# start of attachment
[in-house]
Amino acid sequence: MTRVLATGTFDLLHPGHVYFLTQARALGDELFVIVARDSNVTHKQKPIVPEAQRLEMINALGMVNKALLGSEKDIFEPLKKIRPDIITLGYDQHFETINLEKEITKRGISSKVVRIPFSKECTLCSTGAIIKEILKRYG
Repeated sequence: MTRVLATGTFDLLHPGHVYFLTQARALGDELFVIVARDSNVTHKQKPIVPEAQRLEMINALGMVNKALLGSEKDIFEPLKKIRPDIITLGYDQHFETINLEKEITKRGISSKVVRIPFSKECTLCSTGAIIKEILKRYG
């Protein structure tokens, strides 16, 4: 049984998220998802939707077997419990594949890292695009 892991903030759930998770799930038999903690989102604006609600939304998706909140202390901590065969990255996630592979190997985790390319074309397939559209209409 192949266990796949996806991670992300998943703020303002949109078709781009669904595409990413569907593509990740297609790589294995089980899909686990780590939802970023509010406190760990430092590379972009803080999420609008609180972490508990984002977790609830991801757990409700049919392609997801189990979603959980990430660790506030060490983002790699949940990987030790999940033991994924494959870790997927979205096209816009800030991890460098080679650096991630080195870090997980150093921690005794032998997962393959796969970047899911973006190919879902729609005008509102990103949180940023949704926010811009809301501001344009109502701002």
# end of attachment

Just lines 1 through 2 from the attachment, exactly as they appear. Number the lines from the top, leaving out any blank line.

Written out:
[in-house]
Amino acid sequence: MTRVLATGTFDLLHPGHVYFLTQARALGDELFVIVARDSNVTHKQKPIVPEAQRLEMINALGMVNKALLGSEKDIFEPLKKIRPDIITLGYDQHFETINLEKEITKRGISSKVVRIPFSKECTLCSTGAIIKEILKRYG